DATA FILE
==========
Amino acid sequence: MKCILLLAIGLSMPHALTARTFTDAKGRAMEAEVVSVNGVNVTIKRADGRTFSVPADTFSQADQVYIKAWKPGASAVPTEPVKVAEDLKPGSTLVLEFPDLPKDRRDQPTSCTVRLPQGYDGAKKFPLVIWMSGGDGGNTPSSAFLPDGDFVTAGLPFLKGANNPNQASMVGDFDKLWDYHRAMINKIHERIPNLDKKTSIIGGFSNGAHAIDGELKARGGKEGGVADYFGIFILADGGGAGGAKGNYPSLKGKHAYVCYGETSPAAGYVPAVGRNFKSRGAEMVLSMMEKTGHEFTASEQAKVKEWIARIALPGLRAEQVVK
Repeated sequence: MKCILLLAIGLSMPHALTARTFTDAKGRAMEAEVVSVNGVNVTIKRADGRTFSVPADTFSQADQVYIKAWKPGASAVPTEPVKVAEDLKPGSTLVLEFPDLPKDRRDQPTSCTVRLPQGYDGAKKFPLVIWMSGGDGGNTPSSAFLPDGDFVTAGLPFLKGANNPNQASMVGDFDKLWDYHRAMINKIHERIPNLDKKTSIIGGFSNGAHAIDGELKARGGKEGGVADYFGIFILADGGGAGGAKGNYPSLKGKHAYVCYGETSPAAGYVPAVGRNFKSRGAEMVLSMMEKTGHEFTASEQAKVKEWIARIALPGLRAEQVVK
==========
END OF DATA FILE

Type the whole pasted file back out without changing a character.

Amino acid sequence: MKCILLLAIGLSMPHALTARTFTDAKGRAMEAEVVSVNGVNVTIKRADGRTFSVPADTFSQADQVYIKAWKPGASAVPTEPVKVAEDLKPGSTLVLEFPDLPKDRRDQPTSCTVRLPQGYDGAKKFPLVIWMSGGDGGNTPSSAFLPDGDFVTAGLPFLKGANNPNQASMVGDFDKLWDYHRAMINKIHERIPNLDKKTSIIGGFSNGAHAIDGELKARGGKEGGVADYFGIFILADGGGAGGAKGNYPSLKGKHAYVCYGETSPAAGYVPAVGRNFKSRGAEMVLSMMEKTGHEFTASEQAKVKEWIARIALPGLRAEQVVK
Repeated sequence: MKCILLLAIGLSMPHALTARTFTDAKGRAMEAEVVSVNGVNVTIKRADGRTFSVPADTFSQADQVYIKAWKPGASAVPTEPVKVAEDLKPGSTLVLEFPDLPKDRRDQPTSCTVRLPQGYDGAKKFPLVIWMSGGDGGNTPSSAFLPDGDFVTAGLPFLKGANNPNQASMVGDFDKLWDYHRAMINKIHERIPNLDKKTSIIGGFSNGAHAIDGELKARGGKEGGVADYFGIFILADGGGAGGAKGNYPSLKGKHAYVCYGETSPAAGYVPAVGRNFKSRGAEMVLSMMEKTGHEFTASEQAKVKEWIARIALPGLRAEQVVK